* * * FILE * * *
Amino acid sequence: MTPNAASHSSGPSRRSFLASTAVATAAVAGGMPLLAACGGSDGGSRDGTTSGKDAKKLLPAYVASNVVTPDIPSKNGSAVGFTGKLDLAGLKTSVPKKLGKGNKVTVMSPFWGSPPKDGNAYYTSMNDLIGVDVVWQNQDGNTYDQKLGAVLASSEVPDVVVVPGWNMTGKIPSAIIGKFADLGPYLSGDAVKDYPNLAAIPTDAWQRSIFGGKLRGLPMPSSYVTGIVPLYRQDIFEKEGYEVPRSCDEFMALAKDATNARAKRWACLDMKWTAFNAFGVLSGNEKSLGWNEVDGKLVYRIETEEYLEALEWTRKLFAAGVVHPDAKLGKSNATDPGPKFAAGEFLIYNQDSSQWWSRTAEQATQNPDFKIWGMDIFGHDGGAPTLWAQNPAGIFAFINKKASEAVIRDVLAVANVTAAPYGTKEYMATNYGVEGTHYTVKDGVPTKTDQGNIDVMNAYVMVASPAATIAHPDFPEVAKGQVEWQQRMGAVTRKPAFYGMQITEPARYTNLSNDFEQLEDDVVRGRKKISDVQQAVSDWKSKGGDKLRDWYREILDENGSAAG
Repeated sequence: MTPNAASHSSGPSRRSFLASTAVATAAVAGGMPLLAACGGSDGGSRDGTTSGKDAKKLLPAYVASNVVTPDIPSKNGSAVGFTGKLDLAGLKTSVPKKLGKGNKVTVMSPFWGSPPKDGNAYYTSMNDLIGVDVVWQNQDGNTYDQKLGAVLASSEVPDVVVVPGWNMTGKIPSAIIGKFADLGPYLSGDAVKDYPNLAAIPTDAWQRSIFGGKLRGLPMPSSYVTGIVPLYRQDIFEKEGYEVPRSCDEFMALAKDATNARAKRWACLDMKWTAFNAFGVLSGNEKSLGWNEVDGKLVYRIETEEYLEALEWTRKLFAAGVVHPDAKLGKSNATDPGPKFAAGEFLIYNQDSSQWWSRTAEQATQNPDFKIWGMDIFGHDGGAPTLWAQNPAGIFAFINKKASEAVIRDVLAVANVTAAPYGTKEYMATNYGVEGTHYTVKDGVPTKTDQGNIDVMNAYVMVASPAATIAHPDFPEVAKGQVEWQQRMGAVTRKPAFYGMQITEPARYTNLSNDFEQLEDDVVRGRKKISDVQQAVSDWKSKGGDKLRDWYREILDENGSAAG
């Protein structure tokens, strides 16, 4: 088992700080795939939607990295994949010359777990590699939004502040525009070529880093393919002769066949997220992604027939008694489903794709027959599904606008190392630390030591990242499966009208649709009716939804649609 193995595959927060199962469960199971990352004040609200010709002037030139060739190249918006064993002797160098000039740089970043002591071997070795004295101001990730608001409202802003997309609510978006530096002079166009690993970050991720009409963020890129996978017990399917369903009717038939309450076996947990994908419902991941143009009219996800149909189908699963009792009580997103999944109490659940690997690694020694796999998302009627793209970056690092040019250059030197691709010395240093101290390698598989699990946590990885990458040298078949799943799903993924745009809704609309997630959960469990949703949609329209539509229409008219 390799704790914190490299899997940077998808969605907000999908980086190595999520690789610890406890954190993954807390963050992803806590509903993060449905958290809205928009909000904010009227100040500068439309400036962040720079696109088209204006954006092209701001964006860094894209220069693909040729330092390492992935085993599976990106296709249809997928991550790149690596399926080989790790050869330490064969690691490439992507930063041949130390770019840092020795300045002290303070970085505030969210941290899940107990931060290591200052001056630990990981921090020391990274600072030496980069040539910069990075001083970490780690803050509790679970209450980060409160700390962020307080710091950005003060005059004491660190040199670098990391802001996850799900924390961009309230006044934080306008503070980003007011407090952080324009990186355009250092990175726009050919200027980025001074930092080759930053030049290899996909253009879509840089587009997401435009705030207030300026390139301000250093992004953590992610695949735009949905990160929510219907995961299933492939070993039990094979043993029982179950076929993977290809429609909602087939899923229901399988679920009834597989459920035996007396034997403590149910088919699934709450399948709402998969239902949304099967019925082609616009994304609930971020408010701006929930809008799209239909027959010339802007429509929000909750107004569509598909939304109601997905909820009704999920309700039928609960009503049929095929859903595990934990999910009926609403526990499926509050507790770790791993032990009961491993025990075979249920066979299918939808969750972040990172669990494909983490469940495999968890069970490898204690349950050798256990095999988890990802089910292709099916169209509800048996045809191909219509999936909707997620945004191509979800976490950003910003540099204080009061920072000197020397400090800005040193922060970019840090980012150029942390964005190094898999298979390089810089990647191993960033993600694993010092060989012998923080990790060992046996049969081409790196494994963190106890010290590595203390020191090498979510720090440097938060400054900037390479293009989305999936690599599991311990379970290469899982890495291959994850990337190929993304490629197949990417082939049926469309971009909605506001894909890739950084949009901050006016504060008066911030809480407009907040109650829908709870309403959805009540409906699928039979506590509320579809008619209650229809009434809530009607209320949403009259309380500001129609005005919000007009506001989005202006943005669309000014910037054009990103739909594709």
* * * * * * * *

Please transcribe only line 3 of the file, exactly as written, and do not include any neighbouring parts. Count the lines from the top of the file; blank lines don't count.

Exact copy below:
């Protein structure tokens, strides 16, 4: 088992700080795939939607990295994949010359777990590699939004502040525009070529880093393919002769066949997220992604027939008694489903794709027959599904606008190392630390030591990242499966009208649709009716939804649609 193995595959927060199962469960199971990352004040609200010709002037030139060739190249918006064993002797160098000039740089970043002591071997070795004295101001990730608001409202802003997309609510978006530096002079166009690993970050991720009409963020890129996978017990399917369903009717038939309450076996947990994908419902991941143009009219996800149909189908699963009792009580997103999944109490659940690997690694020694796999998302009627793209970056690092040019250059030197691709010395240093101290390698598989699990946590990885990458040298078949799943799903993924745009809704609309997630959960469990949703949609329209539509229409008219 390799704790914190490299899997940077998808969605907000999908980086190595999520690789610890406890954190993954807390963050992803806590509903993060449905958290809205928009909000904010009227100040500068439309400036962040720079696109088209204006954006092209701001964006860094894209220069693909040729330092390492992935085993599976990106296709249809997928991550790149690596399926080989790790050869330490064969690691490439992507930063041949130390770019840092020795300045002290303070970085505030969210941290899940107990931060290591200052001056630990990981921090020391990274600072030496980069040539910069990075001083970490780690803050509790679970209450980060409160700390962020307080710091950005003060005059004491660190040199670098990391802001996850799900924390961009309230006044934080306008503070980003007011407090952080324009990186355009250092990175726009050919200027980025001074930092080759930053030049290899996909253009879509840089587009997401435009705030207030300026390139301000250093992004953590992610695949735009949905990160929510219907995961299933492939070993039990094979043993029982179950076929993977290809429609909602087939899923229901399988679920009834597989459920035996007396034997403590149910088919699934709450399948709402998969239902949304099967019925082609616009994304609930971020408010701006929930809008799209239909027959010339802007429509929000909750107004569509598909939304109601997905909820009704999920309700039928609960009503049929095929859903595990934990999910009926609403526990499926509050507790770790791993032990009961491993025990075979249920066979299918939808969750972040990172669990494909983490469940495999968890069970490898204690349950050798256990095999988890990802089910292709099916169209509800048996045809191909219509999936909707997620945004191509979800976490950003910003540099204080009061920072000197020397400090800005040193922060970019840090980012150029942390964005190094898999298979390089810089990647191993960033993600694993010092060989012998923080990790060992046996049969081409790196494994963190106890010290590595203390020191090498979510720090440097938060400054900037390479293009989305999936690599599991311990379970290469899982890495291959994850990337190929993304490629197949990417082939049926469309971009909605506001894909890739950084949009901050006016504060008066911030809480407009907040109650829908709870309403959805009540409906699928039979506590509320579809008619209650229809009434809530009607209320949403009259309380500001129609005005919000007009506001989005202006943005669309000014910037054009990103739909594709």